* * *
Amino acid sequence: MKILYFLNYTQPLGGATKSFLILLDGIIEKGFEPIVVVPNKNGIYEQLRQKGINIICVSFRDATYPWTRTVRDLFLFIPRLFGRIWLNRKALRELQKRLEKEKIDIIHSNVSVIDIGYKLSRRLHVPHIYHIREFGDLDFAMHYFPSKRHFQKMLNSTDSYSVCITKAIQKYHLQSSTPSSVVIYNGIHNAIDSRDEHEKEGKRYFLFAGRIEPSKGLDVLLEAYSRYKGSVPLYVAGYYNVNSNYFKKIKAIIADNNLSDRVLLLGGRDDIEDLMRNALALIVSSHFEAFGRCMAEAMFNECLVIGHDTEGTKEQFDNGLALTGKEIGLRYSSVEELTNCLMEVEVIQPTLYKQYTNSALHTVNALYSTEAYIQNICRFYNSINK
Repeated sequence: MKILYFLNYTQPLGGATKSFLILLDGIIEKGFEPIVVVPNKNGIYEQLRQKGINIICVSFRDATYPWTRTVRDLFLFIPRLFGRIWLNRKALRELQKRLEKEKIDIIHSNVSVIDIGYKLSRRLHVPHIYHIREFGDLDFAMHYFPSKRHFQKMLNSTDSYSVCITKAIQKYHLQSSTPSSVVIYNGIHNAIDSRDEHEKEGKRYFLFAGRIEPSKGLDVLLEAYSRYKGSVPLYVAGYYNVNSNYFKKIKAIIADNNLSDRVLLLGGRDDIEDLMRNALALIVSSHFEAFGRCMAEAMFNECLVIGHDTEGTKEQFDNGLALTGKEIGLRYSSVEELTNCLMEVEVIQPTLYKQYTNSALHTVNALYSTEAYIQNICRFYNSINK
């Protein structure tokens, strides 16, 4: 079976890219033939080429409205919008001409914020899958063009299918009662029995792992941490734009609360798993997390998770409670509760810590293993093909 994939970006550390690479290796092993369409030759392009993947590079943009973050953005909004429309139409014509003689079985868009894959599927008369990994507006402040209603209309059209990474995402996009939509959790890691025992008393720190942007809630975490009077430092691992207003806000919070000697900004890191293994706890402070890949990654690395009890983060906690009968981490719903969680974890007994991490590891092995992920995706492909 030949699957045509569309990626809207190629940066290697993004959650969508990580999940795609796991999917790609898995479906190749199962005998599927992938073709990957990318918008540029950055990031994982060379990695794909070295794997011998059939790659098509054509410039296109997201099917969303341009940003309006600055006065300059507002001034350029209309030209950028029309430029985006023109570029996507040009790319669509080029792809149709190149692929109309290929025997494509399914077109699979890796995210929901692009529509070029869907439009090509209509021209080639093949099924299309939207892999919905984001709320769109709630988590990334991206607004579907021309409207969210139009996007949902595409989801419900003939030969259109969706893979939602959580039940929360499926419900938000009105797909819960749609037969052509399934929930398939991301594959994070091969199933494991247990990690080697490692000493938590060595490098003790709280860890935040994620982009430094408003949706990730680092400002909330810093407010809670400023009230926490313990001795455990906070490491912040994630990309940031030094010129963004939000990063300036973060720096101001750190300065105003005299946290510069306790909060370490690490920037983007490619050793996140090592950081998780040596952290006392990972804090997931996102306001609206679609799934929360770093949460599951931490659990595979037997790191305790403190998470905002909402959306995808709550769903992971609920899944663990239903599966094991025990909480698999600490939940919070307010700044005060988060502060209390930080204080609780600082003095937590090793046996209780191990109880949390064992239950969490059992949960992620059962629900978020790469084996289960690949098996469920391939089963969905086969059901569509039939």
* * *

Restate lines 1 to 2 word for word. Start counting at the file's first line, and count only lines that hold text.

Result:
Amino acid sequence: MKILYFLNYTQPLGGATKSFLILLDGIIEKGFEPIVVVPNKNGIYEQLRQKGINIICVSFRDATYPWTRTVRDLFLFIPRLFGRIWLNRKALRELQKRLEKEKIDIIHSNVSVIDIGYKLSRRLHVPHIYHIREFGDLDFAMHYFPSKRHFQKMLNSTDSYSVCITKAIQKYHLQSSTPSSVVIYNGIHNAIDSRDEHEKEGKRYFLFAGRIEPSKGLDVLLEAYSRYKGSVPLYVAGYYNVNSNYFKKIKAIIADNNLSDRVLLLGGRDDIEDLMRNALALIVSSHFEAFGRCMAEAMFNECLVIGHDTEGTKEQFDNGLALTGKEIGLRYSSVEELTNCLMEVEVIQPTLYKQYTNSALHTVNALYSTEAYIQNICRFYNSINK
Repeated sequence: MKILYFLNYTQPLGGATKSFLILLDGIIEKGFEPIVVVPNKNGIYEQLRQKGINIICVSFRDATYPWTRTVRDLFLFIPRLFGRIWLNRKALRELQKRLEKEKIDIIHSNVSVIDIGYKLSRRLHVPHIYHIREFGDLDFAMHYFPSKRHFQKMLNSTDSYSVCITKAIQKYHLQSSTPSSVVIYNGIHNAIDSRDEHEKEGKRYFLFAGRIEPSKGLDVLLEAYSRYKGSVPLYVAGYYNVNSNYFKKIKAIIADNNLSDRVLLLGGRDDIEDLMRNALALIVSSHFEAFGRCMAEAMFNECLVIGHDTEGTKEQFDNGLALTGKEIGLRYSSVEELTNCLMEVEVIQPTLYKQYTNSALHTVNALYSTEAYIQNICRFYNSINK